Yeah, I probably should have said that in my experience in Area II in the US, there’s usually only one jump judge per fence. I haven’t volunteered in other Areas. Occasionally there may be a couple or friends who volunteer together at the same jump, but I have never had a second judge assigned at any fence I’ve judged.
To clarify: Time is only deducted when holds are called by a TD. Usually bc of rider falls or fence repair.
A rider that is overtaken on course (with 2-3 minute increments between riders) is usually already into time penalties. Holds are fair for a rider in a no fault situation.
More than you need to know if you’re first time but hey it is a learning curve and it takes time to build the automatic responses of an experienced fence judge.
#1 tip CALL for the TD and discuss what you saw. So many scenarios occur.
Thank you all for your great advice! Was a really fun day.
Reading responses on here, it seems to me that there are potentially some easy wins in promoting greater safety in eventing. A handy guide to rules for jump judges so they know the rules and have the confidence to call in bad riding and poor behaviour (If I could work out how to insert an image, I would show a handy BE version). Fall forms filled in by the witness immediately after it happened (admittedly easier with two fence judges on duty) because my fear would be forms being forgotten and important details being lost. Briefing for all FJ before the competition starts. The report into the two deaths in Australian Eventing (2019 I think) was very concerned about poor training of volunteers. Thoughts?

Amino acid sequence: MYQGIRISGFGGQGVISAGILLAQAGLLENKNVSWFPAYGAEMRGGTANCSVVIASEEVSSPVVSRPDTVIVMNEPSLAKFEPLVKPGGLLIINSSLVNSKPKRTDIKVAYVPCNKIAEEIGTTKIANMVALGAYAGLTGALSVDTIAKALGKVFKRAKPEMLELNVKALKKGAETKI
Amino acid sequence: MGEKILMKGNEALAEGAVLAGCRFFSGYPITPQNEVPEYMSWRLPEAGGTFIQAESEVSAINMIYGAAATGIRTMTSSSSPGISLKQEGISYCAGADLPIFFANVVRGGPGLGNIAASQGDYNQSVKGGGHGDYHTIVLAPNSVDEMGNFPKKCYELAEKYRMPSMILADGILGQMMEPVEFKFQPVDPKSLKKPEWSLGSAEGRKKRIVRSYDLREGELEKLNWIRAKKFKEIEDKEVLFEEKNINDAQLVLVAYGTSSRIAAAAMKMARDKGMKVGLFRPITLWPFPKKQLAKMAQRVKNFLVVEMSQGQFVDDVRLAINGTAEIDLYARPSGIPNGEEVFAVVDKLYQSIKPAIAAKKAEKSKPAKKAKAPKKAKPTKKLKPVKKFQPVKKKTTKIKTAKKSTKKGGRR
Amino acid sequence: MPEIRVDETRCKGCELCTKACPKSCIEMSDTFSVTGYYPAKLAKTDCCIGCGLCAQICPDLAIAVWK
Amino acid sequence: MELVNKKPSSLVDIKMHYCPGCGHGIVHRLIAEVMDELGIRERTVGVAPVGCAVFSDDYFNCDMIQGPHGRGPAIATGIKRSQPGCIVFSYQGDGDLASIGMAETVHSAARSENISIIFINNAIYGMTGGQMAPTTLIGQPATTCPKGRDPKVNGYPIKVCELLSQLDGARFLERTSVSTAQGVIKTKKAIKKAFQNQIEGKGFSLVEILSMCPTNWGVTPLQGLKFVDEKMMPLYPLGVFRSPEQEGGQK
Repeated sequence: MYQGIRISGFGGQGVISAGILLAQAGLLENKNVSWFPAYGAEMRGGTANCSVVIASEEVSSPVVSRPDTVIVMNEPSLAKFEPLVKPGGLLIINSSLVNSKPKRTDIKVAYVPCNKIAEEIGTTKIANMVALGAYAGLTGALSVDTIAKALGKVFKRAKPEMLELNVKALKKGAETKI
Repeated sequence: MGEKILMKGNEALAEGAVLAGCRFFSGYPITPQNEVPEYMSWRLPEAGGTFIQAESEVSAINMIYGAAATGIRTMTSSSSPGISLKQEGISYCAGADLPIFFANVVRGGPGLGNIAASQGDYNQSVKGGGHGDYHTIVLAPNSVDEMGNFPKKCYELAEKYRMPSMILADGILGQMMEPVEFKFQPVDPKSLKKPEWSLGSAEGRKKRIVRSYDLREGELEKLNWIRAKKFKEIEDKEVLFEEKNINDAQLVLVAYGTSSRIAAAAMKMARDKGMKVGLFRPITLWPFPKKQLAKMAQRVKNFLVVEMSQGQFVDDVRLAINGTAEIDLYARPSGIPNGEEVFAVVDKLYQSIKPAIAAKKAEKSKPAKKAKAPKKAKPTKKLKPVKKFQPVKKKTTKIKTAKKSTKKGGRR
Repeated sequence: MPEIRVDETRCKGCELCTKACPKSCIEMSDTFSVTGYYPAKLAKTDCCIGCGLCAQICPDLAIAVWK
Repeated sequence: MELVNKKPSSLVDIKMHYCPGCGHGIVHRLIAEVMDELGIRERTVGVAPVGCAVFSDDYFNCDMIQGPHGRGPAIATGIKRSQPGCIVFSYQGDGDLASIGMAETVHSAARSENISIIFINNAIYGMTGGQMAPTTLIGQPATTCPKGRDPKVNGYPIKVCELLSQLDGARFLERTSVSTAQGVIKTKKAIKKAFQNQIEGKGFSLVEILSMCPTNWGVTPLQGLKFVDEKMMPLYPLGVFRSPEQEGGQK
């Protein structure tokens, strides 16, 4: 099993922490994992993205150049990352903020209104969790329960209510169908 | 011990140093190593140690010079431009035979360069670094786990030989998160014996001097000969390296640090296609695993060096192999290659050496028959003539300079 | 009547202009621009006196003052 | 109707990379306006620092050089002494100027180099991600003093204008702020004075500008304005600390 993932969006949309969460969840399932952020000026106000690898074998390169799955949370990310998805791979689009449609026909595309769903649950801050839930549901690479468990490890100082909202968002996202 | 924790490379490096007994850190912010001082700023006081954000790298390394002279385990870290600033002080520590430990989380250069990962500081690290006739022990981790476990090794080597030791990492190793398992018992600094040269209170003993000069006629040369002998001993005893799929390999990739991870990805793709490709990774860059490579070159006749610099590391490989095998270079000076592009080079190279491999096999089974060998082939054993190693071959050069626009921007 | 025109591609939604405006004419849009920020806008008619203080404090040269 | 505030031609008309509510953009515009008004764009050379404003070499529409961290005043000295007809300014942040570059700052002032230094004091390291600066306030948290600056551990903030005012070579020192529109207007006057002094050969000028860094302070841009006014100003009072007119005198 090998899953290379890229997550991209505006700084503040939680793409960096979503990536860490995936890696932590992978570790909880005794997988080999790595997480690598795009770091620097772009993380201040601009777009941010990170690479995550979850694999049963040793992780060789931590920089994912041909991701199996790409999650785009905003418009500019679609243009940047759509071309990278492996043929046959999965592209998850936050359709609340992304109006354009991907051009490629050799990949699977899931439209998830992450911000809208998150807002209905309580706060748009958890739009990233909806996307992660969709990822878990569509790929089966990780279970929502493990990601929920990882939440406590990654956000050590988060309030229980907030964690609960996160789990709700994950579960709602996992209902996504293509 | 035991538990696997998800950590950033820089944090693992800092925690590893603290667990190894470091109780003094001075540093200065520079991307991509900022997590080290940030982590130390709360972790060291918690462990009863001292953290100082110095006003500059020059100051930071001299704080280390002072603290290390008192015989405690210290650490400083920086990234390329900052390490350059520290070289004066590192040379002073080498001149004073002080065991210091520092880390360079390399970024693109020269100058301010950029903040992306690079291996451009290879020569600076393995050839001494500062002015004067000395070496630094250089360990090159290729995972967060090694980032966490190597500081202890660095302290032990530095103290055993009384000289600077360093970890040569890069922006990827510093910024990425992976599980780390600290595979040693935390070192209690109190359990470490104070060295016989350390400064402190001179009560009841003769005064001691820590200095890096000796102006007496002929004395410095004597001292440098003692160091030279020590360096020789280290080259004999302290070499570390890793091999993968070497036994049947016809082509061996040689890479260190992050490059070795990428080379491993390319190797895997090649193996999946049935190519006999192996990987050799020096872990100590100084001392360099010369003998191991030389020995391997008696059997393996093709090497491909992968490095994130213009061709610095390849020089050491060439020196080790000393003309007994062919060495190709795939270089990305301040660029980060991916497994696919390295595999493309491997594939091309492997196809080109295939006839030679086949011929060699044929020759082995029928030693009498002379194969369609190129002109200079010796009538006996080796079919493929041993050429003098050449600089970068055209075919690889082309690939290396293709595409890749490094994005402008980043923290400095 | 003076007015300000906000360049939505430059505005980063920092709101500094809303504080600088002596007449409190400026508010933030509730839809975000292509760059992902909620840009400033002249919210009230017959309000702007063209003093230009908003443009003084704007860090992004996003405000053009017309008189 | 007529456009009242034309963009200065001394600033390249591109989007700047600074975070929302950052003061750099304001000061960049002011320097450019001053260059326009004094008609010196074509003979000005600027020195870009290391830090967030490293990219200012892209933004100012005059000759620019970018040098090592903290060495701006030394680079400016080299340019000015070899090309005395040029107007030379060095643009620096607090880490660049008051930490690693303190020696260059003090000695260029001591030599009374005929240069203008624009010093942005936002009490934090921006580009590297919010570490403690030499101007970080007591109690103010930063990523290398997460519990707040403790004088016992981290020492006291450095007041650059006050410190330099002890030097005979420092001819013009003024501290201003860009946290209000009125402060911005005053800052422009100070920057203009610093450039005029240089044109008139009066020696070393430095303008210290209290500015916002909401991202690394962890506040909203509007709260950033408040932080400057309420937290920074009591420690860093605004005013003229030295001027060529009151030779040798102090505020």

I think that the videos/checklist that @Gardenhorse referenced above are the best possible resource (the videos in particular), and what you’re describing. The event where I volunteered was well-run; in addition to the technical briefing, we got a handout with the rules. Our technical director was also really on top of it, and there seemed to be a culture of pointing things out or keeping an eye on certain situations from fence to fence. Just my anecdotal experience, based on a grand total of one experience. But I would recommend anyone reading this thread in the future to definitely watch the videos.
As a long time score runner, let me just add this: If your control person (radio guy) tells you to stay in your place until the score runner picks up your last sheet for a class, please listen to him. I can’t tell you how many times I’ve had to chase down a jump judge who has moved to their next spot or gone to the porta potty with score sheet in hand. If you wait, I can DRIVE you to the porta potty.
Obviously, if your control person says you can move to your next spot, then move. Different control people run their shows differently.
This made me giggle. If only my bladder would listen to the rules.
(For the record, I totally get your point and it is a good point.)